The world has changed significantly. Not just in the last two centuries or the last two decades but even in the last two years. One of the hot topics of discussion has been diversity, equity and inclusion. Sometimes referred to as DEI. Or you might have seen D&I or EDI, or other acronyms.
You’ll be able to find a lot of material online on “what is DEI,” why it is important, plus how organizations and leaders can create a more diverse, equitable and inclusive workplace. Though a young professional recently pointed out to me that there isn’t as much out there related to what a young professional, recent grad or student intern could do.
“Diversity is being invited to the party. Inclusion is being asked to dance” -Verna Myers
When I ask a young professional, recent grad or student intern about DEI, they often don’t have much of a reaction. On occasion, there are a few that have been on the receiving end of some sort of discrimination. Perhaps it’s anecdotally a good sign of the times that youth are not as afflicted.
Many entry-level roles at companies abound with folks from different genders, racism ethnicities, physical & mental capabilities, etc. It seems like youth are anecdotally being invited to the party and being asked to dance. DEI seems to be a concern for senior leadership. Though, as these young folks advance in their career, DEI will likely be more of a concern. Conversations are starting on what can be done to get ahead of the challenge.
Speaking to some DEI-minded folks, The following were collectively brainstormed (though not exhaustive by any means):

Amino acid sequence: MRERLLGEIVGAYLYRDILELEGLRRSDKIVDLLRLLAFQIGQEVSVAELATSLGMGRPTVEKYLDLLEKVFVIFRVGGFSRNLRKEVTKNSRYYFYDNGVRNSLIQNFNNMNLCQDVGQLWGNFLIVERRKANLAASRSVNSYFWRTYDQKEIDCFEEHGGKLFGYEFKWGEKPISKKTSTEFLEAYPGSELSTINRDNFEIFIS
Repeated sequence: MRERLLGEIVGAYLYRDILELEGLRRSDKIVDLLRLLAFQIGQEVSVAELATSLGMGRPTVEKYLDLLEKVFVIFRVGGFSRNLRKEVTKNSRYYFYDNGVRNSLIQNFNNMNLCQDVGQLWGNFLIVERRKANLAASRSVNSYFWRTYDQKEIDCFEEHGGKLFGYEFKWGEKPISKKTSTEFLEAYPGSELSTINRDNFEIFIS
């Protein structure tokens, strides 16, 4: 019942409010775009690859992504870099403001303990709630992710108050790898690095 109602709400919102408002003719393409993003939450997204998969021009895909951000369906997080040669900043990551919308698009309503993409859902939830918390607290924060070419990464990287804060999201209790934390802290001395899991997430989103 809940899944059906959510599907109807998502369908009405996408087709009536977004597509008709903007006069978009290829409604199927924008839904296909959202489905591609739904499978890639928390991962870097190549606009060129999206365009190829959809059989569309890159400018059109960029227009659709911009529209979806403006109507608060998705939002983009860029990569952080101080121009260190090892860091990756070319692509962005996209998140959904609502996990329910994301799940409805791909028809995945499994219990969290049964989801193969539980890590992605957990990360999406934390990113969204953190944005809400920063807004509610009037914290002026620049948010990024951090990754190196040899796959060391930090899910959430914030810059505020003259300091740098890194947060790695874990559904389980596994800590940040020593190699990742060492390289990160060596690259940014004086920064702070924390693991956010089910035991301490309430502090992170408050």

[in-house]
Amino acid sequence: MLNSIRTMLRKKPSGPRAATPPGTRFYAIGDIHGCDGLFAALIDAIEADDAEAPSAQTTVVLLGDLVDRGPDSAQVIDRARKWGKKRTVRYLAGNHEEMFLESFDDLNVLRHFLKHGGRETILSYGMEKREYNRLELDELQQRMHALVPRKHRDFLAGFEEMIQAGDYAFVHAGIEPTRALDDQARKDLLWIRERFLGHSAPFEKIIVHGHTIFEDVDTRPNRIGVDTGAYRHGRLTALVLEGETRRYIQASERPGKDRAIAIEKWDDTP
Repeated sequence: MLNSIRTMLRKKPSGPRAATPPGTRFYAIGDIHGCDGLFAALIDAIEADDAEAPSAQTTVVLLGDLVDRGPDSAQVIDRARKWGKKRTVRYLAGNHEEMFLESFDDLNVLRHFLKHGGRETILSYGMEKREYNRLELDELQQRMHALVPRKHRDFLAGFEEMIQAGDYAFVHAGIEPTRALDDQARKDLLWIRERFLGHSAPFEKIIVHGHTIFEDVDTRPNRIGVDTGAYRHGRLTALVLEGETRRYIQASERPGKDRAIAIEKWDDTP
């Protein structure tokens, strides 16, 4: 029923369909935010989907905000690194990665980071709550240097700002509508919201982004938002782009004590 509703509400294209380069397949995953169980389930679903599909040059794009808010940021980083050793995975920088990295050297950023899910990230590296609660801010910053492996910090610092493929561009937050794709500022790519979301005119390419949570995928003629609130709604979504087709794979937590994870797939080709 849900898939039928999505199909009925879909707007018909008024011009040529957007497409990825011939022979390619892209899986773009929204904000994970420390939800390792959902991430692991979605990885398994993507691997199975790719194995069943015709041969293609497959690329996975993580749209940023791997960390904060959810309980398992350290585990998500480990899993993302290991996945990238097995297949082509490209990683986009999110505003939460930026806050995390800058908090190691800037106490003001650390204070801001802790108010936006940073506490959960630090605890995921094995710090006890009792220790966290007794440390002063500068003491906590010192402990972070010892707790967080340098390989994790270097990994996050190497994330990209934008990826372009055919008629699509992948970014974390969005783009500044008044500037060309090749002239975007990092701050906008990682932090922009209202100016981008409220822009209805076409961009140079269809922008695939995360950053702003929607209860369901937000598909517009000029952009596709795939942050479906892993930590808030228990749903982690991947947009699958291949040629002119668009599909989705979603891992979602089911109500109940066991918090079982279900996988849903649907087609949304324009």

“Awareness is the greatest agent for change” -Eckhart Tolle
Have you ever thought of the people you work with? How are they similar to you, and how are they different from you? Have you thought about your workplace from a DEI lens?
A youth in a group I was chatting with was wondering if I could even ask these types of questions. I said, “are we now so sensitive that we can’t even talk about it?”
Let’s bring the challenge into the light so they can be acknowledged and addressed. That doesn’t make the process easy. When our unconscious biases are acknowledged, the process can hurt.
I recall a recent interaction where someone felt I was discriminating against them. The issue escalated. When I finally had a chance to acknowledge the alleged hurtful remark, I realized that “having no intention to hurt them” wasn’t necessarily good enough. The issue was eventually resolved with separate previously unknown trauma at play, and it led me on a journey to an awareness that I am very much thankful for.
Reading this article may very well be your first step to awareness. The next step is to learn more to gain some understanding.
How? Get involved in your company’s DEI groups.
Doesn’t exist? Start one.
Perhaps find a community organization or a trusted DEI ally to help.
As a young professional, recent grad or student intern, you can make a difference.
You don’t have to wait to be in senior leadership. Though building a relationship with an executive sponsor could be a good step to make your DEI initiatives sustainable.
With some newfound awareness, the next step is to gain some understanding. Perhaps connecting with a DEI professional, talking to a learned friend, researching a bit of history, or learning additional points of awareness to be noted.
While the process can be quite awkward and nerve-wracking, approaching understanding from a perspective of curiosity can be very helpful.
Asking questions is a great way of gaining understanding.
A few good questions to ask: